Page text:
FIG. 4 is a diagram depicting the construction of the GST-UL56 fusion protein vector, PAV116.

DETAILED DESCRIPTION OF THE INVENTION

The present invention provides a method of constructing a recombinant HSV-2 virus that is a live, attenuated HSV-2 for use as a prophylactic treatment for HSV-2 infections and HSV-2 related diseases and conditions.

In order to construct the desired recombinant HSV-2 virus, RAV 9395, viral DNA of intermediate recombinant HSV-2 viruses was purified from viral lysates using standard procedures and analyzed by Southern blot, using DNA probes that were labeled with 32 P using a nick translation kit. In order to confirm whether the recombinant HSV-2 viruses expressed UL56, the 708 bp HSV-2 UL56 open reading frame was cloned from HSV-2 strain G into a fusion protein vector. The UL56 open reading frame was cloned in frame with the Glutathione S transferase fusion protein, and the resulting plasmid, PAV116, was used to transform a bacterial culture. The induction of the GST-UL56 fusion protein was confirmed by SDS polyacrylamide gel electrophoresis followed by coomassie blue staining. The fusion protein was purified by affinity chromatography, and the purified preparation was used to immunize rabbits for production of polyclonal antiserum specific to HSV-2 UL56. After additional booster immunizations with the affinity purified GST-UL56 fusion protein, the presence of UL56-specific antibodies in the rabbit sera was tested using Western blots of HSV-2(G) infected cell lysates probed with the rabbit polyclonal antisera raised against the GSTUL56 fusion protein.

In order to assay the recombinant HSV-2 viruses for expression of UL56, the viruses were grown on cell monolayers that were harvested and lysed. The proteins were separated in denaturing polyacrylamide gels and transferred to nitrocellulose using well-known procedures. After blocking treatment, the nitrocellulose blots containing proteins expressed by the cells infected by the recombinant HSV-2 viruses, were incubated with the rabbit polyclonal antiserum raised against the GST-UL56 fusion protein. Bound rabbit antibodies were detected by using goat anti-rabbit IgG conjugated to alkaline phosphatase and substrates Nitro blue tetrazolium and 5-bromo-4-chloro-3-indolyl for a colorimetric reaction.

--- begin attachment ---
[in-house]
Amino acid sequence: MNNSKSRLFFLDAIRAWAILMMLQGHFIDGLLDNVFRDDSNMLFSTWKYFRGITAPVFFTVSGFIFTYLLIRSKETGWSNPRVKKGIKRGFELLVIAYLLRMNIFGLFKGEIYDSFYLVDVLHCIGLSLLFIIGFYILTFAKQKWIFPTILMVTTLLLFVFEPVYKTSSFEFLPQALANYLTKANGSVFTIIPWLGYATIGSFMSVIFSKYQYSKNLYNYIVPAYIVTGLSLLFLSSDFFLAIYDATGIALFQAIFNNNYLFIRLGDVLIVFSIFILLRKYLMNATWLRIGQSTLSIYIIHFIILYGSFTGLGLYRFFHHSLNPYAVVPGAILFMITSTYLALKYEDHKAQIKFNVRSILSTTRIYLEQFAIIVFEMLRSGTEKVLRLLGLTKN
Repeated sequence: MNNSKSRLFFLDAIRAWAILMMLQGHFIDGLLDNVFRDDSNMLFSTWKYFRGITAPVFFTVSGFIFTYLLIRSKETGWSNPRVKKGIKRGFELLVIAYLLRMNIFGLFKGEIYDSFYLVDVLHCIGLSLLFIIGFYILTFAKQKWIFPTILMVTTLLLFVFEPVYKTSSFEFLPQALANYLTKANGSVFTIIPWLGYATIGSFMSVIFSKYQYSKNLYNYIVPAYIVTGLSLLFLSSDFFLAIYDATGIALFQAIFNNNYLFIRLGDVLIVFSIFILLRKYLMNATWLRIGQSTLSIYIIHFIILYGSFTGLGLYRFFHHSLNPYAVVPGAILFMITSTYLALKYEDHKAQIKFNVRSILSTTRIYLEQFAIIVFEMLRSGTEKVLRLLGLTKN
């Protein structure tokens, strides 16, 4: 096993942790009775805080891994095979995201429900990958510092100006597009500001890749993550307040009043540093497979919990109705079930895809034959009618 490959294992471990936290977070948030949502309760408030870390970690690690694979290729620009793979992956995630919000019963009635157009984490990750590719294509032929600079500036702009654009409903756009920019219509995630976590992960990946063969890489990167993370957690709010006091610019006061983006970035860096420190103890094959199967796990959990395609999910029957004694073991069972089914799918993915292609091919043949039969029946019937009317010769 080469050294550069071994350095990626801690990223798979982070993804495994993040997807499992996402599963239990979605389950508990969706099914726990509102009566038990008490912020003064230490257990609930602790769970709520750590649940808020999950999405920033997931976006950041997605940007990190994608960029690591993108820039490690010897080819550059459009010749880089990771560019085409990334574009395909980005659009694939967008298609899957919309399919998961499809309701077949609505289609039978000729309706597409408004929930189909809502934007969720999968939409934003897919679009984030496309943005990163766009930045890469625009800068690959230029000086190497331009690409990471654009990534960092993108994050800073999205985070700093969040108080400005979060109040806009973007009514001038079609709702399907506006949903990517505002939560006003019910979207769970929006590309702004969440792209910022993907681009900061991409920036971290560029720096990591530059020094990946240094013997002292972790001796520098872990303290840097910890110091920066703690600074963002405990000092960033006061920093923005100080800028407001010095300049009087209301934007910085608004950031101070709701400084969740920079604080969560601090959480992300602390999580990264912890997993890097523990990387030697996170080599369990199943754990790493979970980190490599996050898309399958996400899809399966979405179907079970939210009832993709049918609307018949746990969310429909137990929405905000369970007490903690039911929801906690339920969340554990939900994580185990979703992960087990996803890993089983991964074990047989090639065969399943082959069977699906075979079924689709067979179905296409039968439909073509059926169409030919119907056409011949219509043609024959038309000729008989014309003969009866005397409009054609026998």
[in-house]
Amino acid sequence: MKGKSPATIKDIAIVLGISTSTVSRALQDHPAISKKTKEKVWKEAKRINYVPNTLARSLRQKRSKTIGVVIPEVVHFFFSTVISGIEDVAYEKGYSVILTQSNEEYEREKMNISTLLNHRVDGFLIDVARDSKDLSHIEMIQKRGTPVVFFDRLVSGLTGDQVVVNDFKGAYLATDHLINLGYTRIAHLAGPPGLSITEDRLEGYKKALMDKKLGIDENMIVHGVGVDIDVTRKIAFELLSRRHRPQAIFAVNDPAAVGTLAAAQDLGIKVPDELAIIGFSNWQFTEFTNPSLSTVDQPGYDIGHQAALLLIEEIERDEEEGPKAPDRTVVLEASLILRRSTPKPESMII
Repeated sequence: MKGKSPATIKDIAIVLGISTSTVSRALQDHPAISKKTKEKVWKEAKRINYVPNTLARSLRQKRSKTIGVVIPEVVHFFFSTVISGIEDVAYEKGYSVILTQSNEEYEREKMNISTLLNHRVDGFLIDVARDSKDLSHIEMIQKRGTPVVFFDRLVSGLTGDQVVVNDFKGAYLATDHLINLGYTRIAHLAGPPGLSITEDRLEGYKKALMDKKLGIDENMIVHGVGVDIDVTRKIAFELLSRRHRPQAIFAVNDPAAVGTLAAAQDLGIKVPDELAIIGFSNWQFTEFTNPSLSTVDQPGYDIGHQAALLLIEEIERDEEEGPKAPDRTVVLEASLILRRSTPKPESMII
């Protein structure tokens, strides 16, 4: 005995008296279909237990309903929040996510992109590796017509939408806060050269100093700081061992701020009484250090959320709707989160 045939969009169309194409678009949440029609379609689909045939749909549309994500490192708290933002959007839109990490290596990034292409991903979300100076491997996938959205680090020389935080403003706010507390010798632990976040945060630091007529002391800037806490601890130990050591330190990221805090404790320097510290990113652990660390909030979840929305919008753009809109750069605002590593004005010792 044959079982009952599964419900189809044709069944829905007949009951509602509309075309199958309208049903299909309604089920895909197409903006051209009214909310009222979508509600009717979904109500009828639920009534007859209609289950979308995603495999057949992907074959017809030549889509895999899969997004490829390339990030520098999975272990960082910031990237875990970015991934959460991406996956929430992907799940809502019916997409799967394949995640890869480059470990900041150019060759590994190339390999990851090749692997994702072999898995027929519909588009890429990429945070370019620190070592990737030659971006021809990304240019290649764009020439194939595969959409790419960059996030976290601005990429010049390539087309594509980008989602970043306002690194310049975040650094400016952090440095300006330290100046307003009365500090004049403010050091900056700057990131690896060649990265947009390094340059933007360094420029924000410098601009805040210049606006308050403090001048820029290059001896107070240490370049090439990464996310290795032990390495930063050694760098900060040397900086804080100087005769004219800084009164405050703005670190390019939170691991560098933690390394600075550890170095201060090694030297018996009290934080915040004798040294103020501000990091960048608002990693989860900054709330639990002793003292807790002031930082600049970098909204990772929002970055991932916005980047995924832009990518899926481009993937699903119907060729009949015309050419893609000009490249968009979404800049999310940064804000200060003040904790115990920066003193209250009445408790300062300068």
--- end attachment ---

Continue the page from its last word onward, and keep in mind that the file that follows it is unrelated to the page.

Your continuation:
The recombinant HSV-2 virus RAV 9395 was constructed through a series of insertions and deletions to the HSV-2 strain G. RAV 9395 has the entire UL56 nucleotide sequence, both copies of the ICP34.5 nucleotide sequence, and a portion of the UL55 nucleotide sequence deleted. In order to construct the recombinant HSV-2 virus, RAV 9395, the parent strain, HSV-2 (G) was used. A series of insertions and deletions using selection for thymidine kinase was conducted according to the procedure described by Post and Roizman, Cell 25:227-232 (1981). This procedure allows the introduction of site-specific mutations or deletions that are introduced by co-transfection with a deletion or insertion plasmid that contains flanking nucleotide sequences that recombine with the co-transfected parent viral strain to be altered.

The live, attenuated HSV-2 vaccine candidate, designated RAV 9395, had the following nucleotide sequences deleted from the HSV-2(G) parent strain: (1) a 1033 bp deletion in each of the two ICP34.5 nucleotide sequences, the deletions stretching from the EcoO109I site located 16 bp from the start codon of the ICP34.5 open reading frame to the EcoO109I site located 110 bp after the stop codon of the ICP34.5 open reading frame; and (2) a deletion from the NcoI site at the start codon of the UL56 gene to the BsgI site located 102 bp from the start codon of the UL55 open reading frame. These deletions comprised a 923 bp deletion in both copies of the ICP34.5 nucleotide sequence and all of the UL56 nucleotide sequence and approximately the last 458 bp of the UL55 gene. RAV 9395 contains an intact, functional tk gene.

Using the methods described herein, other recombinant HSV-2 viruses can be constructed having a range of mutations or deletions in both copies of the ICP34.5 nucleotide sequence, the UL55 nucleotide sequence, and the UL56 nucleotide sequence.

The RAV 9395 recombinant HSV-2 virus was used to immunize intramuscularly Aotus trivirgatus sp. monkeys with varying doses, ranging from 103, 104, 105, and 106 plaque forming units (pfu). The Aotus monkey is exquisitely sensitive to HSV-infection and is therefore an animal model that closely approximates the neonate. Thirty days after immunization, the monkeys were challenged with 102 pfu of wild type HSV-2 (G), which is normally a lethal dose. All animals survived the challenge, and all three animals immunized with the 103, 104, and 105 pfu doses of RAV 9395 showed no disease symptoms and only some weight loss. The animal receiving the 106 pfu dosage of RAV 9395 exhibited some discharge at the injection site, some weight loss, and some isolated lesions at distant sites. The animal tolerated these lesions well and later recovered completely. Because the Aotus monkey is exquisitely sensitive to HSV infection, these results show that RAV 9395 is a promising candidate for a safe and effective prophylactic treatment of HSV-2 infection in humans. Based upon well-known techniques for calculating dosages and immunization protocols, the RAV 9395 as well as the range of recombinant HSV-2 viruses described herein can be used in a pharmaceutical composition for both the prophylactic treatment of HSV-2 infection as well as treatment for recurrent HSV-2 disease symptoms and conditions.